The core aim of Delicacies Jewelry is to provide as many meals as possible to those who need it most. The Minnesota-based brand believe food is love, which is why they’re using their ingredient-inspired jewelry to help fight hunger.
Founded by Nicole Larson, the Delicacies brand is the first-ever full line of jewelry for epicureans and food lovers that gives something back. A portion of every sale is given to hunger-related charities chosen by the brand's notable chef partners.
“My goal is to sell as much ingredient-driven jewelry as possible, so we can donate loads of money to hunger-related organisations to help defeat hunger and food insecurity. Because regardless of race, age, income or nationality, everybody deserves the right to eat.” - Nicole Larson.
Delicacies transform humble ingredients into tasteful jewelry for people who love food. Their designs are all handcrafted in 14kt gold and some are accented with diamonds. From chili peppers to lobsters, pineapples to artichokes, chickens to tomatoes - you can celebrate your favorite ingredient and help prevent people going hungry at the same time.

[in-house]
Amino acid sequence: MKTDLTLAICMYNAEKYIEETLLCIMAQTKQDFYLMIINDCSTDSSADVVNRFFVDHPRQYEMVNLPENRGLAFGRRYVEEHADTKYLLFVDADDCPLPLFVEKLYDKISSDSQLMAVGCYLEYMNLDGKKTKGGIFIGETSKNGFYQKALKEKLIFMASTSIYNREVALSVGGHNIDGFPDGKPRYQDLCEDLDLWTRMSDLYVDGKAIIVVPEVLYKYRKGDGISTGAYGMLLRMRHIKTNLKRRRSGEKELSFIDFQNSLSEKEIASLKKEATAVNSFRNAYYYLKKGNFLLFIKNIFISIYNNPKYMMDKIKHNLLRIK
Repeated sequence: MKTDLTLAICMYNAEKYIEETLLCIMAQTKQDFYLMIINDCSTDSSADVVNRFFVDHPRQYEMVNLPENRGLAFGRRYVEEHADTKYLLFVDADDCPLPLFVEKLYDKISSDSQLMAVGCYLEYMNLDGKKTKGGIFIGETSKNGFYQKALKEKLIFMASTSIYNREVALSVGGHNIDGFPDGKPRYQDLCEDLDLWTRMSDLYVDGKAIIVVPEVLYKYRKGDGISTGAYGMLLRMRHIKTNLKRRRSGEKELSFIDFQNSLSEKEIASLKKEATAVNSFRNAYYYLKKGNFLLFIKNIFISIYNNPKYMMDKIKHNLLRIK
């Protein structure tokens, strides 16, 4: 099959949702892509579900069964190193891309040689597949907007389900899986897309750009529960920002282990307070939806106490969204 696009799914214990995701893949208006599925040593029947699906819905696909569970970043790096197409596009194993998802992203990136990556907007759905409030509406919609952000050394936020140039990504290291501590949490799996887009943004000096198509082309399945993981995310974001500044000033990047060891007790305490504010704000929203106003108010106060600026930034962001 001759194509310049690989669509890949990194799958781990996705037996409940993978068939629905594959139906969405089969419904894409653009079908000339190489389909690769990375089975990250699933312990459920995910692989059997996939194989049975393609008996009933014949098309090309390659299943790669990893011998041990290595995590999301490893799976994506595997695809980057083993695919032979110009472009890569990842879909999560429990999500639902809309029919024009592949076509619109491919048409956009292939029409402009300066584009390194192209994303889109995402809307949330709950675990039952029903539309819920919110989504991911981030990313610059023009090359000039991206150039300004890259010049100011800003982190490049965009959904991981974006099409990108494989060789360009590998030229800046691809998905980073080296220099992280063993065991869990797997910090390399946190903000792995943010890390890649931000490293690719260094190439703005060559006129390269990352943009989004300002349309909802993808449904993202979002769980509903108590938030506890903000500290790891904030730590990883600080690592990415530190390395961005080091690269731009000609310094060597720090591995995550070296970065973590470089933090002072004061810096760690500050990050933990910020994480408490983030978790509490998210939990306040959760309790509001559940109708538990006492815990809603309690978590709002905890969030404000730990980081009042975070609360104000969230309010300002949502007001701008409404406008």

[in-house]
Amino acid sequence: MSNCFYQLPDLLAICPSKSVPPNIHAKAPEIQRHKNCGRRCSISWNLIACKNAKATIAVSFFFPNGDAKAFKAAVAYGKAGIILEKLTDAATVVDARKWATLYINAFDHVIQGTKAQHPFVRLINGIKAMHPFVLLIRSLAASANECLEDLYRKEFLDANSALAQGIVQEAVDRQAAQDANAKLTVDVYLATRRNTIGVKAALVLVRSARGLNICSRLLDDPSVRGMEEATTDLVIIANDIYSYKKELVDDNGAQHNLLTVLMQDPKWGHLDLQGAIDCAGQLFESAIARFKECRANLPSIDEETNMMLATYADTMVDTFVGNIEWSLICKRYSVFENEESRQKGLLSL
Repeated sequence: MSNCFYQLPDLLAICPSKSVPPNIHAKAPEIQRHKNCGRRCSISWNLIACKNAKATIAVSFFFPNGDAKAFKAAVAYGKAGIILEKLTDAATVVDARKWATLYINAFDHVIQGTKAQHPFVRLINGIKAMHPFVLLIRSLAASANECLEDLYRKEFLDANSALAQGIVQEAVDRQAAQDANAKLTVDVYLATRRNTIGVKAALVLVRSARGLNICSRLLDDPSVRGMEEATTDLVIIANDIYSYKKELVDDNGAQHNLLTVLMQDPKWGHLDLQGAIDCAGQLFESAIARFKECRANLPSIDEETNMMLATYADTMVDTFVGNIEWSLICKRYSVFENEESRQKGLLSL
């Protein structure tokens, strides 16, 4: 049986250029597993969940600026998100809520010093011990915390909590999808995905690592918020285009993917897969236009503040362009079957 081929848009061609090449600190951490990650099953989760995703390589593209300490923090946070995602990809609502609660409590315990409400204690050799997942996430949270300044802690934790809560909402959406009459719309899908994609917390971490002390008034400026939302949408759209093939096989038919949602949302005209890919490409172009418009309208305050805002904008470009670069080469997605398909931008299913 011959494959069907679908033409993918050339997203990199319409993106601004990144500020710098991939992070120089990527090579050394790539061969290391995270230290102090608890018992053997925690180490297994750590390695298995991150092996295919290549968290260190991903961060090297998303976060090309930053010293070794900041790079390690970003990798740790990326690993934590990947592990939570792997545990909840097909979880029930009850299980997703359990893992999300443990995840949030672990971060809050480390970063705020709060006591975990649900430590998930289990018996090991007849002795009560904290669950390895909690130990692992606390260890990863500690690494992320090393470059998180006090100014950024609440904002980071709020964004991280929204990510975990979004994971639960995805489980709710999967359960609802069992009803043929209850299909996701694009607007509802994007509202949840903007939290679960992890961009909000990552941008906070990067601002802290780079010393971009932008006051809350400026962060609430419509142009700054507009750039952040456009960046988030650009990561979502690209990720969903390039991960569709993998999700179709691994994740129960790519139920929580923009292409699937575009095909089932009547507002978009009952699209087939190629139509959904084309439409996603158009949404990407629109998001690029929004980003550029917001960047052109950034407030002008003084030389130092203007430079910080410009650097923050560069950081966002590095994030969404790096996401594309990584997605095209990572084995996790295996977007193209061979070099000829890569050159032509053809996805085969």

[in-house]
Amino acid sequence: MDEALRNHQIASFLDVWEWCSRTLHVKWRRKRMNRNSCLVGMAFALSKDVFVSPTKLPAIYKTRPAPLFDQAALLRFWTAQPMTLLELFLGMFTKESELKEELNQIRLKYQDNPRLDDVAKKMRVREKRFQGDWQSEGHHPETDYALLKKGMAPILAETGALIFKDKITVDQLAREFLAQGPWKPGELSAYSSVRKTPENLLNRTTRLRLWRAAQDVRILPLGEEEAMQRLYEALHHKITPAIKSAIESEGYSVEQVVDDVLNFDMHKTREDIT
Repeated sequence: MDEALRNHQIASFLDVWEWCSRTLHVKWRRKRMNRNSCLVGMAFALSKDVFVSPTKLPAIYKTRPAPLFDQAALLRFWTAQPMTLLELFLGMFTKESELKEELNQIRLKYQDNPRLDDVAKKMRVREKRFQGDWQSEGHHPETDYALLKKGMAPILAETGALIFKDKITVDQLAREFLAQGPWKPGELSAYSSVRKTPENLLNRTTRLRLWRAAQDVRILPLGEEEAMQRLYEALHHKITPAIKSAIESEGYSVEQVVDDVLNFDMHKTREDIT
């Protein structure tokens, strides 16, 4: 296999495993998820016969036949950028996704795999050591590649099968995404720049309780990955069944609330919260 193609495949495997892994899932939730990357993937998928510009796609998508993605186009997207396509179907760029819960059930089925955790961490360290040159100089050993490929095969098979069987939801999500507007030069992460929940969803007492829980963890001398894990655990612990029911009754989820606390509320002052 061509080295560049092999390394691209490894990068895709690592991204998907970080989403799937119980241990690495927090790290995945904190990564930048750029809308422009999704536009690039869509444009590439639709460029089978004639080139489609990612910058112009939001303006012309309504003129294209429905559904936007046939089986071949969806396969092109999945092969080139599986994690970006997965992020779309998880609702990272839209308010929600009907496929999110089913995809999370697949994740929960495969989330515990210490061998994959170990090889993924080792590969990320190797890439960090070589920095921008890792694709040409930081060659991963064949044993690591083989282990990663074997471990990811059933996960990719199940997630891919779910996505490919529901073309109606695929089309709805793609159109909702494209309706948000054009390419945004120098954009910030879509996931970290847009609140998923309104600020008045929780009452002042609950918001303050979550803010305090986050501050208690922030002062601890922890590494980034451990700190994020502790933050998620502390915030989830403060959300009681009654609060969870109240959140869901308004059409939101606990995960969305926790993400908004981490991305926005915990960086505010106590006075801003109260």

Every season Delicacies team up with a different high-profile chef who shares their mutual love of food to fight hunger. The chef chooses their favorite ingredient from the Delicacies range and their hunger-relief charity of choice. Delicacies then donate 50% of the proceeds of each chef’s chosen ingredient and at least 10% of every other purchase.
This season’s chef is trained culinary expert, food writer and Top Chef judge, Gail Simmons. She has chosen the egg as her ingredient of choice. From now until the end of 2017, Delicacies are donating to her chosen charity City Harvest. A New York charity that operates in the city through food rescue and distribution, and education.
City Harvest provides food to 500 community food programs throughout New York City. On average, City Harvest rescues some 150,000 pounds of food each day, with more than 50% of rescued food being fresh produce. Since 1982, City Harvest has rescued more than 500 million pounds of food.